Three other techniques have turned up a handful of planets to date. In the transit method, astronomers look for a slight, periodic dimming in a star’s light, which indicates an orbiting planet passing in front of the star and blocking a small percentage of its light. In the microlensing method, astronomers monitor stars in the Milky Way’s halo or in neighboring galaxies. They look for a brightening caused by gravitational lensing as a planet passes between us and the distant star. Finally, three planets have turned up in precise measurements of the radio pulses emanating from pulsar PSR 1257+12. In the coming years and decades, these and other methods will continue to push the frontier until, one day, scientists presumably will find worlds much like Earth.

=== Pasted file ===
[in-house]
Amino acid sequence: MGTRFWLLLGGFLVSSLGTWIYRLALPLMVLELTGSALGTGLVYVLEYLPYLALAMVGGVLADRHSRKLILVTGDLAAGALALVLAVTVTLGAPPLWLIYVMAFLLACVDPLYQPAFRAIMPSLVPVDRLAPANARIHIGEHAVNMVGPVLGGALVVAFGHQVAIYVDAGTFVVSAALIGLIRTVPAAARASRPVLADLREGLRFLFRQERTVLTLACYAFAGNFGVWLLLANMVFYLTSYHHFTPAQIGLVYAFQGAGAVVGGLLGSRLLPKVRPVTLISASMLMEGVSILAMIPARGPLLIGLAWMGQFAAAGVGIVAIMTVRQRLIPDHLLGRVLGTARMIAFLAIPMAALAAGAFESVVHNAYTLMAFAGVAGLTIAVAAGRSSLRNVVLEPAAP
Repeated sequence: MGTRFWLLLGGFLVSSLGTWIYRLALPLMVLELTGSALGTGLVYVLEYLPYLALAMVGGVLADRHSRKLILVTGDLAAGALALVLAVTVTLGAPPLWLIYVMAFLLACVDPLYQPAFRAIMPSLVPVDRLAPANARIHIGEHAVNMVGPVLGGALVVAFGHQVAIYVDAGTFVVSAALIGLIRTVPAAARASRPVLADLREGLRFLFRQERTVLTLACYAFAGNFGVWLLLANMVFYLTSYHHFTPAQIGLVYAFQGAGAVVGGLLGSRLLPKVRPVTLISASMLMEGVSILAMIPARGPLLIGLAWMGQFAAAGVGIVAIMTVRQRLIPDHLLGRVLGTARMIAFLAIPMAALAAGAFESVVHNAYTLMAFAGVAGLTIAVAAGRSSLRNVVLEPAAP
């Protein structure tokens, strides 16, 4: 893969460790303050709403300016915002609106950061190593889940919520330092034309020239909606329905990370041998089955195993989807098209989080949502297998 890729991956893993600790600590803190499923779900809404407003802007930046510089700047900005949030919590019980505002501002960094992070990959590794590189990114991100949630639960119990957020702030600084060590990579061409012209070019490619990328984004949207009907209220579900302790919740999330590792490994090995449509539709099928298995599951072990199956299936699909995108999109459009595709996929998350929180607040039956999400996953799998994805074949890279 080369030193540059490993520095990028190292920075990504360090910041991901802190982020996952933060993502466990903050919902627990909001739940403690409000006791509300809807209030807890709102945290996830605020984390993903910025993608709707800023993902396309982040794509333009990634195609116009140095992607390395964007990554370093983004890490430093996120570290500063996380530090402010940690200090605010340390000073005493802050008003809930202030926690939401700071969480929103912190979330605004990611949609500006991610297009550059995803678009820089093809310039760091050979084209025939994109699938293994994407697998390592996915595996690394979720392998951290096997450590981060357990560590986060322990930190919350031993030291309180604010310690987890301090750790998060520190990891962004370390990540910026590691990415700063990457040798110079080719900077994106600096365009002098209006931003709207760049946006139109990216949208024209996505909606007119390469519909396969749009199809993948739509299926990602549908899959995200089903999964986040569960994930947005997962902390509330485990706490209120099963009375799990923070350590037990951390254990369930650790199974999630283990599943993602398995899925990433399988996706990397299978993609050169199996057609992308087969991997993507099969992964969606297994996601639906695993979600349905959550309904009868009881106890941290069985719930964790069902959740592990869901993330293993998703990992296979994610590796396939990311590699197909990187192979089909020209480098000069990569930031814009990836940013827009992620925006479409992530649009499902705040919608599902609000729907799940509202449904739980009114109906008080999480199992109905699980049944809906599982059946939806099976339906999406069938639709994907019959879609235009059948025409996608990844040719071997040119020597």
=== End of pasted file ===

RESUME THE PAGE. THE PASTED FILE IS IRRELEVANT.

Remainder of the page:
Astronomers continue to find planets orbiting other stars. More than 140 have been confirmed so far, with the vast majority orbiting stars fairly similar to the Sun. (That’s largely a selection effect, however — the searches have looked mainly at stars with properties similar to the Sun.) In the table below, each known exoplanet is listed in order of increasing period of revolution around its parent star. The three new exoplanets discussed in “Lucifer’s planets” are shown in red. All have periods of less than 10 days, and all rank among the least-massive planets yet found outside our solar system.
So far, more than 90 percent of the planets discovered outside our solar system have been found by the radial-velocity technique. In this method, astronomers observe light from a star and search for periodic variations in its motion toward and away from Earth. Such variations reflect the subtle pull of an orbiting planet. By careful study over a long period of time, scientists even can deduce the presence of multiple planets around a single star.